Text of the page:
Young Henry

Life is a journey

(Source:  Ready to Change Life Coaching Blog, 2014)

We have all heard the expression “Life is a Journey”. As we progress through our lives, this sentiment truly begins to morph from a mere saying into a true feeling.   During my examination of Henry McMorran’s life, this feeling of journey and the passing of time holds steady in me.  The process of putting together the pieces and parts of a person’s life from an historical perspective makes me personally reflect on my own life and serves up a large slice of inspiration pie.

I wanted to take a moment this week to reflect on the boyhood of Henry McMorran.  There is not much information written about him as a young man, but if one looks close enough you can catch a glimpse of Henry’s youth contained within the odds and ends of what is available.  It is a view that must be pieced together but well worth the research effort.

Sperry's Department Store

(Sperry’s Department Store, Port Huron, MI, circa 1982.  Source:  Pinterest: Michigan’s Past on #Port Huron, Russell Sawyer picture – property of Port Huron Museum)

If you grew up in Port Huron and remember Sperry’s Department store, I ask you to do me a favor before you read further.  Take a deep breath, close your eyes, and imagine yourself in Sperry’s.  How old are you?  Are you inside or outside the building?  Hold that picture in your mind and feel that memory.  How does your memory make you feel?  Now let it go and smile.  This space like many others in the Port Huron area is unique because of the memories we hold of it.  What is also unique about this space is that there are people who came before us who have memories of that space as well.

Henry had memories there.  In fact, he was born there on June 11, 1844 to Robert W. McMorran and Isabella Kewley McMorran.  Back in 1844, it was known as the corner of Huron and Butler Street, it was considered a part of the Village of Port Huron, and Henry’s home stood there instead of a department store (The Port Huron Times, 1905).  Lots of variables as to description, but the same space nonetheless.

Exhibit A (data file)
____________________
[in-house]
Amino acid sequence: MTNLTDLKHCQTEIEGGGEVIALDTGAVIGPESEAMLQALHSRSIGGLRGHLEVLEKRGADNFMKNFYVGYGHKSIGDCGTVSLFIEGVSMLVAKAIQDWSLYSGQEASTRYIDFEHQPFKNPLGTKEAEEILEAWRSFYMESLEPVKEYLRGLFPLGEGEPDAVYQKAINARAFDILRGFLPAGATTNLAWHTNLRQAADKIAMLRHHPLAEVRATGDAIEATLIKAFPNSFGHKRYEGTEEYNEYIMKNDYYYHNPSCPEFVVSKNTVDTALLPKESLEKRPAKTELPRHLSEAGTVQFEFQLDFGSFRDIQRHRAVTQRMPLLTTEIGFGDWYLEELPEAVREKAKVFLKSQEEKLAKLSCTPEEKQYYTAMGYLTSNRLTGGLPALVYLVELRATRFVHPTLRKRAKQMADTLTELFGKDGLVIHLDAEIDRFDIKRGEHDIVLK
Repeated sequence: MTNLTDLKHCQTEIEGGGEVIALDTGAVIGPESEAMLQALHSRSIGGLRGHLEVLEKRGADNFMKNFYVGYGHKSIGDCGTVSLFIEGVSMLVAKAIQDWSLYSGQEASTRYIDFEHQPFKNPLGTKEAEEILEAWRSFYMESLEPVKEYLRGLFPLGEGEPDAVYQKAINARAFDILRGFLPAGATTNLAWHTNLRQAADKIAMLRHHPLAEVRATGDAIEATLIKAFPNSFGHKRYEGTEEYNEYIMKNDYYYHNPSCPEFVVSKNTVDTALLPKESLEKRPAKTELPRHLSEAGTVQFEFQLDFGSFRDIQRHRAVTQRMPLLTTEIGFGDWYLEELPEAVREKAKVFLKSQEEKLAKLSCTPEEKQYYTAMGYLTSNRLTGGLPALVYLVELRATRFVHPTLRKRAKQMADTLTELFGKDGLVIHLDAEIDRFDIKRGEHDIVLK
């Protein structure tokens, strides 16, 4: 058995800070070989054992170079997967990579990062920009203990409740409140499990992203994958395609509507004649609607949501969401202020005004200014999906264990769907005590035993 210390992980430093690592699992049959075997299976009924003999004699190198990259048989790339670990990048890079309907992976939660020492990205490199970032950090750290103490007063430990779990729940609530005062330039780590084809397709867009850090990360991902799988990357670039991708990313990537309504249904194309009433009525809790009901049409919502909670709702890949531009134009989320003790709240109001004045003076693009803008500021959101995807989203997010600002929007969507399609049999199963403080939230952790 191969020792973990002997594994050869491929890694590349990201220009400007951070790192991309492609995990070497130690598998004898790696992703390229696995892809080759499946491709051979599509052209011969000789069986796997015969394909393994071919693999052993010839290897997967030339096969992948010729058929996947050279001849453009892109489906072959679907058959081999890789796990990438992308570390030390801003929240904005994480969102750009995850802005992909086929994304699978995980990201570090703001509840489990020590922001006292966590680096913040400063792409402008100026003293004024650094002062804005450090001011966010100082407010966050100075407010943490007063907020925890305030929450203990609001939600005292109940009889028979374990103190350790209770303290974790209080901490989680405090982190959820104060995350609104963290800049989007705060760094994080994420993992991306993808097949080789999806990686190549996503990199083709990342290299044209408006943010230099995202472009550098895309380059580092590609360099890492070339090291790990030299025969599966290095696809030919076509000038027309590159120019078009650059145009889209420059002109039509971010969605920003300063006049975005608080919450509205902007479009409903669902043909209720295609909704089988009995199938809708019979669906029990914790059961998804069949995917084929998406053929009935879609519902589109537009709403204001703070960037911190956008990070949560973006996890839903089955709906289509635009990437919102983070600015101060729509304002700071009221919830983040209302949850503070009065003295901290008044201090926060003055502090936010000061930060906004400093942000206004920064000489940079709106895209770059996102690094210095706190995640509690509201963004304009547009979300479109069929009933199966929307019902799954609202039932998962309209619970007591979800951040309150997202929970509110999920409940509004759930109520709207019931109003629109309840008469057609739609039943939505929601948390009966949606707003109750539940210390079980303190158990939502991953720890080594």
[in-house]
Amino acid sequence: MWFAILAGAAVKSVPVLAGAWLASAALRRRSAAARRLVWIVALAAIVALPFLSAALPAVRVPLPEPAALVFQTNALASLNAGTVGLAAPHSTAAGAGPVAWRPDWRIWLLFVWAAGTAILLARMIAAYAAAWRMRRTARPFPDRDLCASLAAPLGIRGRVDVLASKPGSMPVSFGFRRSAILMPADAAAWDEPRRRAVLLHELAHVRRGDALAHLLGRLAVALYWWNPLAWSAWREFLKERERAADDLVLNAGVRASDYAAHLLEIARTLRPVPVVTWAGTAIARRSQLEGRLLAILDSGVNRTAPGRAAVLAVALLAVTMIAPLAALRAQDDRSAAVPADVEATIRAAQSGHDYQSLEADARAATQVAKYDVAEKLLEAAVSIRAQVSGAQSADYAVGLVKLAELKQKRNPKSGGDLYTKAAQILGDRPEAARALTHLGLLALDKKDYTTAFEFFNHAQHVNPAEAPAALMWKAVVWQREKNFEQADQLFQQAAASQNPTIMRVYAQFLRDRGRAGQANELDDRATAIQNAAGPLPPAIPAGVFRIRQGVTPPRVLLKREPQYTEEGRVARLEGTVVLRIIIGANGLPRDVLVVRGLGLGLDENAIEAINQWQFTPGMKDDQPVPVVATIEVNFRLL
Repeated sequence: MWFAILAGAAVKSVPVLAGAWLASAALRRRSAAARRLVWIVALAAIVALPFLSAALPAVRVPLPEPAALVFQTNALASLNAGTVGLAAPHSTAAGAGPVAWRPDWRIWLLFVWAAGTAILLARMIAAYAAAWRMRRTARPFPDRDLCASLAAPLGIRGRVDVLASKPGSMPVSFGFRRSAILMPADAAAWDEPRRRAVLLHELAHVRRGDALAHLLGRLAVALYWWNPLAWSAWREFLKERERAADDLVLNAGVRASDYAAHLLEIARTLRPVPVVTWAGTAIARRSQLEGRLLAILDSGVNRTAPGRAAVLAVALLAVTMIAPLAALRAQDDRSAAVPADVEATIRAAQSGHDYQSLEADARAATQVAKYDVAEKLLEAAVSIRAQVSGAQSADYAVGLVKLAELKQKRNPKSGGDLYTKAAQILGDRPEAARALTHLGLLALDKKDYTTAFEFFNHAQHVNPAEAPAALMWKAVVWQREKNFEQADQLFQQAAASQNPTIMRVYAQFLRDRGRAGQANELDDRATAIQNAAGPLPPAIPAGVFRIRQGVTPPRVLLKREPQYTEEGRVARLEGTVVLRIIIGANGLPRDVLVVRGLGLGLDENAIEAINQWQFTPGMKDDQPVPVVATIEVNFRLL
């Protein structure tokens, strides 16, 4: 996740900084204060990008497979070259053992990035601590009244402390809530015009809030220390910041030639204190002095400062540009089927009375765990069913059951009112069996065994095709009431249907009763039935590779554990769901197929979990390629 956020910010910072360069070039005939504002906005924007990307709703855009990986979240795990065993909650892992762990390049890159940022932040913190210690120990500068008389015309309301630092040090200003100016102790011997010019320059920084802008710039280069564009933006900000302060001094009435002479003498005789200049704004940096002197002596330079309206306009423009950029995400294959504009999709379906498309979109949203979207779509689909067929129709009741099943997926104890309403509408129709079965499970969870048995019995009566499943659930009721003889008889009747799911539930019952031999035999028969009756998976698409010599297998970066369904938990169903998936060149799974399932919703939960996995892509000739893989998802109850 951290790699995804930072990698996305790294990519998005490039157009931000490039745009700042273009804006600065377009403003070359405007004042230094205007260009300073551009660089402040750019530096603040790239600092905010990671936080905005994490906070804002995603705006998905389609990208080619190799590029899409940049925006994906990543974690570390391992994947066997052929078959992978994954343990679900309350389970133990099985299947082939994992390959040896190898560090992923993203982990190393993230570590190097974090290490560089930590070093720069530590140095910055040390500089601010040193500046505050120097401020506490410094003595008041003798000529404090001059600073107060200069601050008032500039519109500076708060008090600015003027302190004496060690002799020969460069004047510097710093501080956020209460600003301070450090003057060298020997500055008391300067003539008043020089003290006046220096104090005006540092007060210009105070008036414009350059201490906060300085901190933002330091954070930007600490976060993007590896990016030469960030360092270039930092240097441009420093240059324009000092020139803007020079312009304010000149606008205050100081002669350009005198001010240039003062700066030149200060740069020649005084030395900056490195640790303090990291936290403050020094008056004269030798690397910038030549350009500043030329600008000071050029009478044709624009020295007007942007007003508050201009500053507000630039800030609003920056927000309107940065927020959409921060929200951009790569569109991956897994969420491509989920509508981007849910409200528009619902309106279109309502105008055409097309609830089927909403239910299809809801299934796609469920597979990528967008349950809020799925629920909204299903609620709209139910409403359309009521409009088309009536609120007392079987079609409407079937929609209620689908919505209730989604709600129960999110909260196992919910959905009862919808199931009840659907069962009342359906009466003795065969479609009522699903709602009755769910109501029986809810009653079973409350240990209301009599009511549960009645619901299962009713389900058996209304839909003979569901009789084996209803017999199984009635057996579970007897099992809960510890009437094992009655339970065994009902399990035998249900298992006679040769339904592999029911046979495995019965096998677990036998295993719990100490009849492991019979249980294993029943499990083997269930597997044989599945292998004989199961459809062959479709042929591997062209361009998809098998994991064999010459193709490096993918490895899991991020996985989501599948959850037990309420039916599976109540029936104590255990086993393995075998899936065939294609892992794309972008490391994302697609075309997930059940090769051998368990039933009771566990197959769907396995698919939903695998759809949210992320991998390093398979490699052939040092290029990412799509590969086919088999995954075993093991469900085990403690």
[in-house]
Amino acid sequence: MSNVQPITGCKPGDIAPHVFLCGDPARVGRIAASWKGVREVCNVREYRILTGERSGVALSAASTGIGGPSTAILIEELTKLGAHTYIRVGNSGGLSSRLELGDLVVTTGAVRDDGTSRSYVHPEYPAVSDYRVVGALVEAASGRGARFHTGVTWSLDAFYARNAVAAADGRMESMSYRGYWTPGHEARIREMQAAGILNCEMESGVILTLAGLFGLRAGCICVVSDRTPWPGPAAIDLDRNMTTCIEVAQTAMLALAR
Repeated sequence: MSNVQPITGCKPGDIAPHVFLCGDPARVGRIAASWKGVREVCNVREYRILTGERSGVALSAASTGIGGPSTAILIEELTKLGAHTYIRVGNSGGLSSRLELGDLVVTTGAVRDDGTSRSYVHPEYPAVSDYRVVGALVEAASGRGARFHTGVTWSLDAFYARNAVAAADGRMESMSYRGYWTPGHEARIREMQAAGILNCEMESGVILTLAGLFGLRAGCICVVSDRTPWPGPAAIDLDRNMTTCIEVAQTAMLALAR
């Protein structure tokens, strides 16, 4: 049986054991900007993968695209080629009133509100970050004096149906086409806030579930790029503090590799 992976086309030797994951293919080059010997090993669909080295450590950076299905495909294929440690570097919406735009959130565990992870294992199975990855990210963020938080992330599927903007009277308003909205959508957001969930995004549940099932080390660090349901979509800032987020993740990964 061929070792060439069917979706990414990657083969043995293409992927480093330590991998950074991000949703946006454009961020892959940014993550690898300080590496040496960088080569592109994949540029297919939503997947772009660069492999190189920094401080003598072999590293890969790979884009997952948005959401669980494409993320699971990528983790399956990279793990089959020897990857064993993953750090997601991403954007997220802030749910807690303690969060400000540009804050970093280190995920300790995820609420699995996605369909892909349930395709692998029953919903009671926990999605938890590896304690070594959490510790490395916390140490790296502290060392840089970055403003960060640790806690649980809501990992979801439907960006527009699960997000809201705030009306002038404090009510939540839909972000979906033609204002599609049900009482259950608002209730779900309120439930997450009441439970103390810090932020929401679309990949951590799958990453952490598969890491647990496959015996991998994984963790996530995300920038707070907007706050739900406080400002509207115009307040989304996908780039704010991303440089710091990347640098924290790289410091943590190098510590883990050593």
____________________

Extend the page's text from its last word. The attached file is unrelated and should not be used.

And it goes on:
Huron Avenue 1857

(Huron Avenue, 1857, looking north from Military Street. Source: The Russell Sawyer Collection: Property of Port Huron Museum)

As a boy, Henry attended the Crawford school.  Some of his schoolmates included:  H.W. Stevens, John Atkinson, William Campfield, Watson Beach, George W. Howe, Bernard O’Rourke, and Henry Kingsley (The Port Huron Times, 1895).  The Crawford School was taught by Alexander Crawford, and children came from all over the area to attend.  Mr. Crawford taught his school in the Old Brown school house from 1844 until 1858.  William Lee Jenks describes Alexander Crawford as “a stern disciplinarian, but possessed of the faculty of instilling a desire to learn, he attracted pupils to his school, and impressed them strongly.” (Jenks, W.L., 1912).

Bernard O’Rourke, who attended the school with Henry in 1855, remembers “Our family lived in the Township of Kimball, St. Clair County at that time and good schools in those days were wanting.  My father took the opportunity of sending me to Port Huron to attend school.  Mr. Crawford was a teacher that thoroughly understood his business and was what you might call a first-class teacher in those days.  I remember well a rod of correction he kept by his desk for certain purposes.  It consisted of a round piece of rattan about thirty inches long and one half an inch in diameter.  I think some of the old school boys remember it also.”  I think Jenks was right, Mr. Crawford did leave a strong impression on his students.  Bernard’s recollection perfectly paraphrases a childlike version of Jenks’ description of Mr. Crawford (The Port Huron Times, 1895).

In 1855, the schoolhouse was located in an area of property at Huron Avenue and Broad Street.  By 1859, this area became a park and by 1895 it was serving as the location of the county court house and jail.  Today, Broad Street is known as McMorran Boulevard, and the McMorran Auditorium and Arena stand on this property (The Port Huron Daily Times, 1895).  The school would have been conveniently located for young McMorran to walk to as it was just a block north of his home.

1859 Map Snip

(Snippets – Business locations of A.E. Noble, M.D. and W.H.B. Dowling Grocery. Source: Library of Congress – 1859 Map of the Counties of Macomb and St. Clair, Michigan)

Robert McMorran, Henry’s father died in 1855.  This tragic event ended his education and Henry went to work to provide for his family at the age of 11 in a jewelry store doing odd chores for a few years.  It is my approximated guess that Henry worked for Alonzo E. Noble in his jewelry store.